Teaching Philosophy


Personal interactions are at the heart of my teaching; I focus on the conversation, the dialogue that occurs between a faculty and a student or a classroom.  The dynamic of that situation is vital to the success of a course, a concept, and the lesson at hand.  Art in and of itself is a finicky, fickle creature that is attractive, powerful, engaging and necessary.  Teaching about a subject such as this cannot be tackled from one “sure-fire” method, especially when art frequently is tied to something very personal and profound to the artist.


My approach to teaching is to be empathetic but challenging.  There is a definite “dance” to this situation.  There are times that I take the lead, teaching technical aspects of art and design, pointing out right and wrong. But there are the moments when a give and take occurs, the exchange of ideas and the inevitable question of how do you distinguish “black and white” in the world of art and design, particularly as educators push for students to think for themselves?  As students learn, develop and grow into adults and independent thinkers they need to be pushed in different ways, whether it is to understand and consider the way a material will effect a work’s overall form, if a color is going to pop too much against another or if the methods used to produce their artwork affects the environment in a negative manner. My job as an educator is to encourage these considerations and help them to eventually come to conclusions on their own. To not only push them as artist and designers technically, but to hope that they grow to become higherlevel thinkers. Those that can think conceptually about how their work will affect the society that we live in, how we interact with art and design on a daily basis and where they fit within that context.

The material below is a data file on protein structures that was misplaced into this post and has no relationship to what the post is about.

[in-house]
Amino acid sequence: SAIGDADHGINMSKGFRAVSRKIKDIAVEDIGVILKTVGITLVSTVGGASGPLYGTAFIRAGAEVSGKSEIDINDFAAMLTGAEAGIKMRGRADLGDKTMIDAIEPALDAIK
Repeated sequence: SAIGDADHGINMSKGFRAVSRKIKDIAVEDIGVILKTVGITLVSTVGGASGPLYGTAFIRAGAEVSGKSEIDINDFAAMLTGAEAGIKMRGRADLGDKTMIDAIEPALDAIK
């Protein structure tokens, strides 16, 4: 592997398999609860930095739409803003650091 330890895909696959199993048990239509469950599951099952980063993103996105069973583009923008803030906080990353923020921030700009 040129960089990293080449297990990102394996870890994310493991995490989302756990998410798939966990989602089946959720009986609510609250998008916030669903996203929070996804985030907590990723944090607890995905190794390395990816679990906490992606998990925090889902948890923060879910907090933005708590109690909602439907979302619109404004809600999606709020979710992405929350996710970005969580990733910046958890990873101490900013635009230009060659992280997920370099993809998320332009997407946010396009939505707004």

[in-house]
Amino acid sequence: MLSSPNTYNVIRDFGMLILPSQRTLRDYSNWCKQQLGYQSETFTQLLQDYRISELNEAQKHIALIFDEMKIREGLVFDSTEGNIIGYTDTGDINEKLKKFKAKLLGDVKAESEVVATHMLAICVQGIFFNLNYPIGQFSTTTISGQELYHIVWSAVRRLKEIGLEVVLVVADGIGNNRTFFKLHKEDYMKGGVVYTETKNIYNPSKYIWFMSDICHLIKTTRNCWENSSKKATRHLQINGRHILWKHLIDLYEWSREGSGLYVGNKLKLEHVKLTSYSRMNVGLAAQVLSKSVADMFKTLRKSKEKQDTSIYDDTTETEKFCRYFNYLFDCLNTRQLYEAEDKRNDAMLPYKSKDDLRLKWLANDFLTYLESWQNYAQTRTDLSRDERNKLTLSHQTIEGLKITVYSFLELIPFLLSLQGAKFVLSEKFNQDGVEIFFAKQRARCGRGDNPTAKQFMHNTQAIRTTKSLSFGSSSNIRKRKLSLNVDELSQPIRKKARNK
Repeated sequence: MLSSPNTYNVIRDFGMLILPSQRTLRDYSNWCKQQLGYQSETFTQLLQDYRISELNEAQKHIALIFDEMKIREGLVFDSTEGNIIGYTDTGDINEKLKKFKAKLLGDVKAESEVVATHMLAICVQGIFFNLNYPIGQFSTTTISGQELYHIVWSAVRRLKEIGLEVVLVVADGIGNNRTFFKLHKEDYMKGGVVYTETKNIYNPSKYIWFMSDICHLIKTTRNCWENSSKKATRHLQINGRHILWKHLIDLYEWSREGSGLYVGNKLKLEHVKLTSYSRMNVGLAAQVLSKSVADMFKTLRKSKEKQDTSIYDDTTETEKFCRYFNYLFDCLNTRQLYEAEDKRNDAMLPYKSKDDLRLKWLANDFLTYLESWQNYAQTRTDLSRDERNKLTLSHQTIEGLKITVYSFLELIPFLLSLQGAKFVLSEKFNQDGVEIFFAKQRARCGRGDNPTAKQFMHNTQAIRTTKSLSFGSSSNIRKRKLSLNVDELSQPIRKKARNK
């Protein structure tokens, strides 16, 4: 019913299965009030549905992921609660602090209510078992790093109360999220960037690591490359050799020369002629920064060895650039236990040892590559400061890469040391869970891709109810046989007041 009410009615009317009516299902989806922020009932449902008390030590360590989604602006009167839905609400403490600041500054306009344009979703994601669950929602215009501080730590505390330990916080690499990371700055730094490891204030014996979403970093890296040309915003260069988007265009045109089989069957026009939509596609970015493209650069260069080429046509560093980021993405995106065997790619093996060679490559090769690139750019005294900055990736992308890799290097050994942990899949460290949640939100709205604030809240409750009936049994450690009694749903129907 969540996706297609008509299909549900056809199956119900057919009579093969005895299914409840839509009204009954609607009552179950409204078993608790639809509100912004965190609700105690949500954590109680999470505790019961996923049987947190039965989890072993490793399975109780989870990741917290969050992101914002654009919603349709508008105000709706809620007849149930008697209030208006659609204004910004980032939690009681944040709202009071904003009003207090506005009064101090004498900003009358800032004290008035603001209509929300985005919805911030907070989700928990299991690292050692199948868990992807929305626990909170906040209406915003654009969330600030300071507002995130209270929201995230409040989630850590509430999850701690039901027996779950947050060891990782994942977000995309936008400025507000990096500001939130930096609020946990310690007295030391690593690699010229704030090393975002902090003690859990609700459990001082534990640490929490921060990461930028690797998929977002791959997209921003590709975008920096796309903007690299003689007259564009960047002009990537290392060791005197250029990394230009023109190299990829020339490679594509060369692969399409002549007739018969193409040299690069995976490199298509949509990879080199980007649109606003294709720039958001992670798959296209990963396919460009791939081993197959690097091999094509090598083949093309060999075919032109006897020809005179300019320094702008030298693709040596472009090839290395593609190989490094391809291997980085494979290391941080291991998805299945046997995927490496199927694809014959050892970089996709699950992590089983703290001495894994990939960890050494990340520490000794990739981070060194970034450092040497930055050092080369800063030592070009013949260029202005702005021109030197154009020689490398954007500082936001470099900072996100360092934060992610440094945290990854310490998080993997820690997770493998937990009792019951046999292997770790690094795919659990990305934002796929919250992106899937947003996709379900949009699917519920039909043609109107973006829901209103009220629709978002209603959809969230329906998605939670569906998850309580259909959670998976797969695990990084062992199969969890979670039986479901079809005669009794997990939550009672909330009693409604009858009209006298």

As the dance continues, I consider myself successful the moment that I no longer have to “lead”.  I can step back and witness my students engaging in a dance with their artwork, their peers and society.  They are able to ask the questions and take the actions that are necessary to continue their professional practice without my guidance.